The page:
It’s been said that trust is like money: it's tough
to get and easy to lose. But what does trust look
like and how can you tell if there’s trust within
your leadership, your team and your organization?
It’s much easier to discern its absence than its
presence. When trust is low, morale and profits
follow. Other telltale signs are higher turnover, an
overactive rumor mill, less innovation and risk
taking, followed by lost customers. By contrast,
high trust pays. Watson Wyatt Worldwide found that
companies with trusted top executives posted
shareholder returns 42 percentage points higher than
those where distrust was the rule.
Sadly, trust in leadership is not the rule.
According to Aon’s Loyalty Institute, less than half
of employees trust their organizations leaders
overall. The challenge can be easier to address
once it is defined. One definition of trust is: “a
positive expectation that another will not act
opportunistically.” Another is: “Confidence in and
reliance on good qualities, especially fairness,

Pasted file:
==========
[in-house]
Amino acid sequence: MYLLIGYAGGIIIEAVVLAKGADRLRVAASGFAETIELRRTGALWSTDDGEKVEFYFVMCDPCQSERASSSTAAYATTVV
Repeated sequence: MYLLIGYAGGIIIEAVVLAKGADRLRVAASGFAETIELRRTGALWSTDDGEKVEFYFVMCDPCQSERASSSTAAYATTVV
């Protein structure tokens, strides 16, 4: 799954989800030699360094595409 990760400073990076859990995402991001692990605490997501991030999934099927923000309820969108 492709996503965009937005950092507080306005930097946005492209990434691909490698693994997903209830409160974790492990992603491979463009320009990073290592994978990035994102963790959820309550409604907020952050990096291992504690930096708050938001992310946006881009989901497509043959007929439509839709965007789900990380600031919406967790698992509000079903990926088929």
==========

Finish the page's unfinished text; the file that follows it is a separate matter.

truth, honor or ability.” Trust requires a mutual
understanding and expectation of values, roles and
behavior. Can you say with certainty that you and
your team share the same expectation of your role in
their immediate work life and career? Building
trust means looking for what you may not want to see
and finding what you may not want to know. Can you
really afford not to?
What can you do to rebuild lost trust with teams or
● Seek feedback: Leaders are often baffled by the
lack of trust in their organizations. Multirater
feedback instruments, such as a validated 360 degree
assessment, can offer a reliable window into areas
● Zero in on the issue: Is it personal mistrust,
such as lost credibility, reliability or
overindulged self-interest, or organizational
mistrust, caused by unfulfilled promises,
organizational misalignment or the unintended
effects of rapid change?
● Acknowledge and plan: Once identified, openly
acknowledge the specific issues and create a plan to
close trust gaps.
● Raise the bar and follow-through: Whatever the
initial issue, repair comes over time with overt and
consistent behavior. Create higher expectations for
trustworthy behavior and follow through.
● Watch it: Monitor the effort closely, repeating
assessments within six months.
Trust is priceless and can even be a competitive
advantage. Don’t assume you deserve it. As in all
things, be deliberate about earning and maintaining
organizational and personal trust.